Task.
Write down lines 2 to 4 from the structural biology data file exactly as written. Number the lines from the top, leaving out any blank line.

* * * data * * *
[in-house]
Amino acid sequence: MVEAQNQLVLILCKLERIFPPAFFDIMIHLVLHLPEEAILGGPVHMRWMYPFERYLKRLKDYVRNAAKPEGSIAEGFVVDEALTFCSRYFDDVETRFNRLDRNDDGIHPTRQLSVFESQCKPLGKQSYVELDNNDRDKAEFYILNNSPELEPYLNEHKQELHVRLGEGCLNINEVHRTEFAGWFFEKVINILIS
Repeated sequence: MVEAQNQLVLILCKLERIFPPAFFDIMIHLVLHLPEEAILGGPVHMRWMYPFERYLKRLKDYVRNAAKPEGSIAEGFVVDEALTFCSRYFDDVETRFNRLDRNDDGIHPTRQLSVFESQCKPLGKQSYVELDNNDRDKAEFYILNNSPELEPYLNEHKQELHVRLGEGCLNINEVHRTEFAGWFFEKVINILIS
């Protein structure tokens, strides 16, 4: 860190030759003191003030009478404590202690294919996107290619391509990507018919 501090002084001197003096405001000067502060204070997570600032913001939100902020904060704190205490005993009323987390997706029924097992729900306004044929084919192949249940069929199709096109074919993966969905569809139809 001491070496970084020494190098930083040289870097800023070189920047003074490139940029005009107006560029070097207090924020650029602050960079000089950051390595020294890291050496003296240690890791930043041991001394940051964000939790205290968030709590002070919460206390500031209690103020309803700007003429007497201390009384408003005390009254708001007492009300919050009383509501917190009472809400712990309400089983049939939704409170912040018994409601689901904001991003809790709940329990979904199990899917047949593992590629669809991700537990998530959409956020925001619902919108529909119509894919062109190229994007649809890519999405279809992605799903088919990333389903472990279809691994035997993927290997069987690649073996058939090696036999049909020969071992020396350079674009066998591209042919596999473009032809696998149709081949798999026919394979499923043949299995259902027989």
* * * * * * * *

Amino acid sequence: MVEAQNQLVLILCKLERIFPPAFFDIMIHLVLHLPEEAILGGPVHMRWMYPFERYLKRLKDYVRNAAKPEGSIAEGFVVDEALTFCSRYFDDVETRFNRLDRNDDGIHPTRQLSVFESQCKPLGKQSYVELDNNDRDKAEFYILNNSPELEPYLNEHKQELHVRLGEGCLNINEVHRTEFAGWFFEKVINILIS
Repeated sequence: MVEAQNQLVLILCKLERIFPPAFFDIMIHLVLHLPEEAILGGPVHMRWMYPFERYLKRLKDYVRNAAKPEGSIAEGFVVDEALTFCSRYFDDVETRFNRLDRNDDGIHPTRQLSVFESQCKPLGKQSYVELDNNDRDKAEFYILNNSPELEPYLNEHKQELHVRLGEGCLNINEVHRTEFAGWFFEKVINILIS
């Protein structure tokens, strides 16, 4: 860190030759003191003030009478404590202690294919996107290619391509990507018919 501090002084001197003096405001000067502060204070997570600032913001939100902020904060704190205490005993009323987390997706029924097992729900306004044929084919192949249940069929199709096109074919993966969905569809139809 001491070496970084020494190098930083040289870097800023070189920047003074490139940029005009107006560029070097207090924020650029602050960079000089950051390595020294890291050496003296240690890791930043041991001394940051964000939790205290968030709590002070919460206390500031209690103020309803700007003429007497201390009384408003005390009254708001007492009300919050009383509501917190009472809400712990309400089983049939939704409170912040018994409601689901904001991003809790709940329990979904199990899917047949593992590629669809991700537990998530959409956020925001619902919108529909119509894919062109190229994007649809890519999405279809992605799903088919990333389903472990279809691994035997993927290997069987690649073996058939090696036999049909020969071992020396350079674009066998591209042919596999473009032809696998149709081949798999026919394979499923043949299995259902027989």